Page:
Shopping and wandering around art galleries are good reasons, as is lying on a beach. But eating has to be a standout reason to travel — and surely the ultimate way to get to know a place and its people. With a little help from some of our gastronomically inclined, jet-setting friends, we put together a list of restaurants you should head to next. Some are fancy, some are street — all are exceptional.
London's food scene, from the tastebuds of Sarah Buitendach:
1. MONTY’S DELI
At Monty’s in Hoxton Street, they do it all. They cure the meat, they make the bagels, they ferment, they bake, they whip up Jewish soul food I’d gladly schlep for.
And schlep I did, early on a Saturday morning as the east of the town was getting going. The interior is all hipster-style New York diner and the staff are friendly, cool young things. I sat and read the papers and drank black filter coffee (they have no time for “fancy” double espressos and cortados here) while also obliterating an enormous and fantastic plate of salt beef, latkes, and eggs, served with coleslaw. They also do noshes like chopped liver, classic Reuben sandwiches piled high with pastrami, Swiss cheese, and sauerkraut and, of course, mandatory smoked salmon bagels.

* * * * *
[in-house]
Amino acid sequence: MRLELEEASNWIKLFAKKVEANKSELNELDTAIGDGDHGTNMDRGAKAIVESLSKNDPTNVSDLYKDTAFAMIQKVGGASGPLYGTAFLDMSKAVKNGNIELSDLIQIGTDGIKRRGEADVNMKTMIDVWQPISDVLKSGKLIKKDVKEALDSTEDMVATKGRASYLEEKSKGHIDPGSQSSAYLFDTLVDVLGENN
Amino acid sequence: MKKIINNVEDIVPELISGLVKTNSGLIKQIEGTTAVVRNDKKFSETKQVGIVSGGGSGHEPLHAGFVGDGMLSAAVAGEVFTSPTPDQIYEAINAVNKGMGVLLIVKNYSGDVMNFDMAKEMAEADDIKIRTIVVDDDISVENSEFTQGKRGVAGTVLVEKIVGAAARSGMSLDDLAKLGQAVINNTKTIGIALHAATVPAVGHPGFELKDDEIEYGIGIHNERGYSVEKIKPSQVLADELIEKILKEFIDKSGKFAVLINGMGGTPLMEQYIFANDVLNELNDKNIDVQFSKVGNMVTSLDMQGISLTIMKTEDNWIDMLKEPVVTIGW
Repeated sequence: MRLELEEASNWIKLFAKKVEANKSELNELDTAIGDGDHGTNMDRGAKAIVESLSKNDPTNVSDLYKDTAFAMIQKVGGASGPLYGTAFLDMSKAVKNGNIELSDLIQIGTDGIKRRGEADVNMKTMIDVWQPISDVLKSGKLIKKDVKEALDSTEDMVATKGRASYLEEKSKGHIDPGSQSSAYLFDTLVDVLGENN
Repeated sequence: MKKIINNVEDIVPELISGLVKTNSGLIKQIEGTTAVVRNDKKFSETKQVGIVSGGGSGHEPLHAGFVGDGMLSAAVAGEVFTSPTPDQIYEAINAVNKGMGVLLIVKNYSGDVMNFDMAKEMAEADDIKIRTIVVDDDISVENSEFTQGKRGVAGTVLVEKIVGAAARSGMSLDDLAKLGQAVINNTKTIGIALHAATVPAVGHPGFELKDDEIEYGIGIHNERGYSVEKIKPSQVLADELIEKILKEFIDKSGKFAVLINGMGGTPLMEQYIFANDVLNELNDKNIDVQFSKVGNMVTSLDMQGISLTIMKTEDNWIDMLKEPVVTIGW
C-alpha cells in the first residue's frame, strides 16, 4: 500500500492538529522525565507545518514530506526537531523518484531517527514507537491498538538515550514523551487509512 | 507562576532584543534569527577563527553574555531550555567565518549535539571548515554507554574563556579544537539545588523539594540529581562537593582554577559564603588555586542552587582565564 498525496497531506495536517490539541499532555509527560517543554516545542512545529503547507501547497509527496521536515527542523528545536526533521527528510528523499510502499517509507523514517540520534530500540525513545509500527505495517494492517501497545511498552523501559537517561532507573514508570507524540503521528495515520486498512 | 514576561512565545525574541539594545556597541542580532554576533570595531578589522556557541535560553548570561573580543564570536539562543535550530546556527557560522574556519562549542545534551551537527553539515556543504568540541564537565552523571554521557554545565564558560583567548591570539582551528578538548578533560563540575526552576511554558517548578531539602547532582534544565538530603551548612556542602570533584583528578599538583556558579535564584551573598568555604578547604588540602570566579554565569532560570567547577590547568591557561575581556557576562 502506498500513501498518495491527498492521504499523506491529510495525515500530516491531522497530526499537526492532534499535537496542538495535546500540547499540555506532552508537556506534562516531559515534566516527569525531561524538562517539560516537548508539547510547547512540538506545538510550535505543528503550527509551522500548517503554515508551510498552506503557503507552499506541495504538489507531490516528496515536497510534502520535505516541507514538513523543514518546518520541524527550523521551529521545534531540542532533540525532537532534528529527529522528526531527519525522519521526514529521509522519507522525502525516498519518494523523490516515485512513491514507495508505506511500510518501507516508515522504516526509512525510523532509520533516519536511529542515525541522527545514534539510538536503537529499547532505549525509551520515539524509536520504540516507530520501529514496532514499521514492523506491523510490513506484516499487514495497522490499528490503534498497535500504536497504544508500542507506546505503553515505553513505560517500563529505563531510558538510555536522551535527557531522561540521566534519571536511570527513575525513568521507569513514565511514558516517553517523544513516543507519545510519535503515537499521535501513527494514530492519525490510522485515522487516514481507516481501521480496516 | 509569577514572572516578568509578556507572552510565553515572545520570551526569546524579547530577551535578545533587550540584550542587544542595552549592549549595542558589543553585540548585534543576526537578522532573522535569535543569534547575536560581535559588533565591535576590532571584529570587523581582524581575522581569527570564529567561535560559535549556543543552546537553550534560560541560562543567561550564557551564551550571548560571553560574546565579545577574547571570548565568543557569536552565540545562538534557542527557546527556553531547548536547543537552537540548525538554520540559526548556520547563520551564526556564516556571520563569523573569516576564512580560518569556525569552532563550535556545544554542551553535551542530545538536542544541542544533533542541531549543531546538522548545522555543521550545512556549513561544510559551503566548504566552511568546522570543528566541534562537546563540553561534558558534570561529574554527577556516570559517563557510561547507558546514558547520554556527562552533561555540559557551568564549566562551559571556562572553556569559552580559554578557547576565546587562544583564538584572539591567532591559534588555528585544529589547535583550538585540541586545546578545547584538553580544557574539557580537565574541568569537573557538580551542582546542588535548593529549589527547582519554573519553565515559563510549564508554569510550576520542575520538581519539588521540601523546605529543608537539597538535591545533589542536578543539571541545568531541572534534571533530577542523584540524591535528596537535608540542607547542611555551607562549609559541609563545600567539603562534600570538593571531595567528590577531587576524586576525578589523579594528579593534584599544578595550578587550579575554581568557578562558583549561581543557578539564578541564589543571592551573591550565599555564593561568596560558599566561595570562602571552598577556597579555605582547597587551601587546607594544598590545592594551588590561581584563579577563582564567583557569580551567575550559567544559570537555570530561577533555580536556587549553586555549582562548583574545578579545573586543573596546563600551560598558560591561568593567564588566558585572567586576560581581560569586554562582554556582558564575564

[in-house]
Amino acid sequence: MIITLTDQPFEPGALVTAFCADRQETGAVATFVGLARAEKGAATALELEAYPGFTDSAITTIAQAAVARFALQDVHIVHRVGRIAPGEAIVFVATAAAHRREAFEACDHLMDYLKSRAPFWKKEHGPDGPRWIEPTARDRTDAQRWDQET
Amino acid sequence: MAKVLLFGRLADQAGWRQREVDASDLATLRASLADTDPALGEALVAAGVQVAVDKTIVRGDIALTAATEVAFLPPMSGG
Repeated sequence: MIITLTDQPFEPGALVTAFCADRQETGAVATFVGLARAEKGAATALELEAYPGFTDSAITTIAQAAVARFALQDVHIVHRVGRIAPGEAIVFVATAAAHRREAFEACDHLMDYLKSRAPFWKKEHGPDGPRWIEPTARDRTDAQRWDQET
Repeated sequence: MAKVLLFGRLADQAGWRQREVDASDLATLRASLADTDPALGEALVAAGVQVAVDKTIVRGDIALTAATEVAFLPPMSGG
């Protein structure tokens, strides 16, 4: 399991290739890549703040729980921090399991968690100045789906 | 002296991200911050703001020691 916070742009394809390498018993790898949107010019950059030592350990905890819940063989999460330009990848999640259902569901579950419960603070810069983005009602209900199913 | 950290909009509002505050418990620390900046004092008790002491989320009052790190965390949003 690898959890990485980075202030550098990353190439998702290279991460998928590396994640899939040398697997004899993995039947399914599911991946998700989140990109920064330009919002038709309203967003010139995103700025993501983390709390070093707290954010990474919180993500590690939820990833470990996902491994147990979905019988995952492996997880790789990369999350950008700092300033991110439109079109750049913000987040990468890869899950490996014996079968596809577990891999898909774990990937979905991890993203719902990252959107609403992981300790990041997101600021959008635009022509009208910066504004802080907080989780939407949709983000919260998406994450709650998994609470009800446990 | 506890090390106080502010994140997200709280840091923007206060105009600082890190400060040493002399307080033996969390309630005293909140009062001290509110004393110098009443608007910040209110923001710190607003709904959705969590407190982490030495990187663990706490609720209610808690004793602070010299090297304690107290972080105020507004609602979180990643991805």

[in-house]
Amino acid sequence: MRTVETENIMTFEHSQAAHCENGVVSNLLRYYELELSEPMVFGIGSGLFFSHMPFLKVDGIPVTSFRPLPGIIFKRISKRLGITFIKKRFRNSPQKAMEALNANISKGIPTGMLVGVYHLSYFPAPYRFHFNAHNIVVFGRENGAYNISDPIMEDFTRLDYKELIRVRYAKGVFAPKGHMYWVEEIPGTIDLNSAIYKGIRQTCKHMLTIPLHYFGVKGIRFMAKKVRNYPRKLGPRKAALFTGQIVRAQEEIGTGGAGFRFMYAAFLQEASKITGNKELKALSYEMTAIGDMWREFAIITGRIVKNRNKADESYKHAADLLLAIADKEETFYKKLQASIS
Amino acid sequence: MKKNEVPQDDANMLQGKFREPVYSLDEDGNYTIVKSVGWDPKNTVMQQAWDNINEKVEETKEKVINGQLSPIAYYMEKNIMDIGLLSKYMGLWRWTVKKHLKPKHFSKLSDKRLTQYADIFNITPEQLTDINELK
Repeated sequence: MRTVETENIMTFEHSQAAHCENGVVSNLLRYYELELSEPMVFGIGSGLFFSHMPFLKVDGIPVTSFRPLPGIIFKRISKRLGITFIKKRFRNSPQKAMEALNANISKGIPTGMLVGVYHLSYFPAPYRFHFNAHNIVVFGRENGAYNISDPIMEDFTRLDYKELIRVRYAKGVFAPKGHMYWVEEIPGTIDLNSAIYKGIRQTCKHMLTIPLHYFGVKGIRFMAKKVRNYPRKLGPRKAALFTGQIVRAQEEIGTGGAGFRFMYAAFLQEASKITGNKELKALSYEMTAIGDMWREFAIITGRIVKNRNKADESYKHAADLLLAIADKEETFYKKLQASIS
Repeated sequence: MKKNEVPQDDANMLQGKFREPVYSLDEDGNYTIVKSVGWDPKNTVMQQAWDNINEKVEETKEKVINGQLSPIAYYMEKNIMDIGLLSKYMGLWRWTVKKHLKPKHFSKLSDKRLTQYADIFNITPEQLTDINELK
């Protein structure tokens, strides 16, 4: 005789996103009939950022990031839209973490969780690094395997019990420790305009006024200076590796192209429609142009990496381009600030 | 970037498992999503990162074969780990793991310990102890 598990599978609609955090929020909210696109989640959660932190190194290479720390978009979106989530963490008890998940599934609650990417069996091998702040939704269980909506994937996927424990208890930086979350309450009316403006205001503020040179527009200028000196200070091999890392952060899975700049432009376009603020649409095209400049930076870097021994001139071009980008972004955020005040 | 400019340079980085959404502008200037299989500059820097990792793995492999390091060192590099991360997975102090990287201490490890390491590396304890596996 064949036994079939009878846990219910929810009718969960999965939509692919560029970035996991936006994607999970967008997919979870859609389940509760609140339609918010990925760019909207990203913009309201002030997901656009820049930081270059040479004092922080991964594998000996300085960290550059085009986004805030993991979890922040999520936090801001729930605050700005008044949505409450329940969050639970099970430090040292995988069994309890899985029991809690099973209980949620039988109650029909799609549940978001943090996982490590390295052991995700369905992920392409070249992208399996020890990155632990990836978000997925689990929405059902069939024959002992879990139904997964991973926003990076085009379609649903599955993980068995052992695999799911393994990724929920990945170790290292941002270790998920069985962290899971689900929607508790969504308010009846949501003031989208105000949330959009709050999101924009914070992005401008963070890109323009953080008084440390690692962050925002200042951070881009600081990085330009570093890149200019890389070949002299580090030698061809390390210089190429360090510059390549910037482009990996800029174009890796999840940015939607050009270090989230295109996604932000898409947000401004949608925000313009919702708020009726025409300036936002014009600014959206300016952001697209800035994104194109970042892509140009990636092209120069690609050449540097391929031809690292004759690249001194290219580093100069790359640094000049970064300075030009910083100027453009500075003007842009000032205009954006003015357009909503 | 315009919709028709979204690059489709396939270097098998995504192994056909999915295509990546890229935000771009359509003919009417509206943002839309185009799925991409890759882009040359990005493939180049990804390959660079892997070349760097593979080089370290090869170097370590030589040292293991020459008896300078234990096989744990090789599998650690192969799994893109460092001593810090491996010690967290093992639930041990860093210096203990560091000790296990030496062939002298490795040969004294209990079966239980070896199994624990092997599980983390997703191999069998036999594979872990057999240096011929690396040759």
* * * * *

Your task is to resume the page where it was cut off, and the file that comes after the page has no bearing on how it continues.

2. MAY FAIR KITCHEN
Those who’ve maligned hotel restaurants as overpriced and underwhelming (I admit I am one of them), prepare to be astounded: The May Fair Hotel’s May Fair Kitchen dished up the best meal I ate — and there were many — in the British capital recently. The magic here is that its menu does small-plate samplings of all the fare available in the various Edwardian Hotels’ restaurants in the UK. So there’s Peruvian, Mexican, and Japanese bounty from its Monmouth, Leicester Square, and Peter Street kitchens, plus Spanish and Italian goodies from its own. Try the sea bass ceviche, the snow crab with creamy spicy mayo, the burrata with basil and tomato, and the crispy duck and pomegranate salad. They’re all flavourful, light, and heavenly.
• From the August edition of Wanted 2019.